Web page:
Eloise. The mere mention of the name can send shivers down the spines of any who grew up in the southeastern Michigan era. The dark, brooding, mental asylum stood poised at the corner of Merriman Rd. And Michigan Ave. for decades inciting myths and legends about what went on behind those walls. I can remember as a kid, my older brothers teasing me whenever we drive by about how they were going to drop me off and leave me there. Then later as a teenager, we'd drive around its grounds late at night on a dare, keeping our eyes peeled for escaped inmates. This was one scary place!
Author Patricia Ibbotson peels away those urban legends in her wonderful and comprehensive history of Eloise which was so much more than I ever knew. Eloise was founded in the 1830's as a poorhouse in Nankin Twp. Michigan which later became the city of Westland, my home town. The original log cabin building has once been known as the Black Horse Tavern. From this tiny, lone structure rose a vast complex of over a dozen buildings that became a city unto itself. Eloise had its own police and fire departments, its own post office, general store, greenhouses, bakeries and tobacco curing house. The farmlands it was nestled on grew a variety of crops that were all tended to by the patients and inmates of Eloise. Eloise even had its own auditorium used by both patients and employees to put on shows.
At its peak Eloise housed thousands of patients and inmates, but as I found out, it was much more than just an asylum. It was the Wayne County General hospital for many years until closing in 1984. Eloise also was a nursing home, caring for the aged and the infirmed, and boasted a Tuberculosis Sanitarium in the early 1900's as well. Eloise also continued in its original goal by caring for the indigent. There is a striking photo of a dormitory as large as a football field, with row upon row of bunk beds for what was termed "POGIES" or "poor old guys". The men could come to Eloise for a roof over their heads and three square meals per day. While the living conditions may not have been ideal, as Ibbotson points out the alternative today is that they are homeless and on the streets.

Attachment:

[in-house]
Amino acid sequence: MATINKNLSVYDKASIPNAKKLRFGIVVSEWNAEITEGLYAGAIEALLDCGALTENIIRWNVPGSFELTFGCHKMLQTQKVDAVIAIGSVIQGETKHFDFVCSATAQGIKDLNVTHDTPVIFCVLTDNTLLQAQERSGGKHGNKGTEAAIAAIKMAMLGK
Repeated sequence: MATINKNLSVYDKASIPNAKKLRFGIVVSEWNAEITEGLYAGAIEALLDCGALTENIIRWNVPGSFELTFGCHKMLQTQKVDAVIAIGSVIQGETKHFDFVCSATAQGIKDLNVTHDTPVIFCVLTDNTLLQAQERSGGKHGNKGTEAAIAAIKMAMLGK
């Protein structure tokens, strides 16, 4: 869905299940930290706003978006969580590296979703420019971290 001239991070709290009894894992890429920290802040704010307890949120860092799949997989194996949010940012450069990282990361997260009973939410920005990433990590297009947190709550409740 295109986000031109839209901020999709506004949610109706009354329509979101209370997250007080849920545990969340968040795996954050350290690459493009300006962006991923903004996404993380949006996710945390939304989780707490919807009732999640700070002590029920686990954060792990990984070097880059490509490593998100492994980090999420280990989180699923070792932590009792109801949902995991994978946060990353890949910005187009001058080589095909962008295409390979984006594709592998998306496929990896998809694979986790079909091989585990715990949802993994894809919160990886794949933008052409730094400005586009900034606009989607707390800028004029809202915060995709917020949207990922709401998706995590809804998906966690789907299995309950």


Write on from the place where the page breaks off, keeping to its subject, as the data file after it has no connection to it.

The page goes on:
This fascinating history is told with over 200 archival photos from the 1800's right up until the facility finally close in the 1980's. I was astounded by the photographs of Eloise's interiors. Thinking I'd see something out of a "B" horror film, I instead saw interiors that looked like they were taken inside a posh hotel. Art deco designs, Tennessee marble walls and columns, and Terrazzo tiled floors adorn the buildings and Eloise took things such as patient's needs for warm, natural lighting into consideration decades before it became the norm. But you never lose sight of the fact that this was a mental facility. The buildings that were used to house the inmates are covered in thick, iron bars. One darkly humorous photo shows three smiling female attendants standing before a table piled with leather restraints; another shows a patient on a table under going electro shock therapy. Perhaps the most historically interesting photo is that of Bridget "Biddy" Hughes, who had the distinction of being the first person committed to Eloise in 1841. She would spend the next 54 years there until her death in 1895.
Today, little is left of the once sprawling complex; just an administrative building is all. Now occupying the land is a strip mall featuring a grocery store, video store, etc, and a McDonalds restaurant. Eloise may be long gone but the urban legends and tales of hauntings are still passed along by residents of the area today. What a captivating history of a true Michigan legend. Well researched and filled with outstanding photography.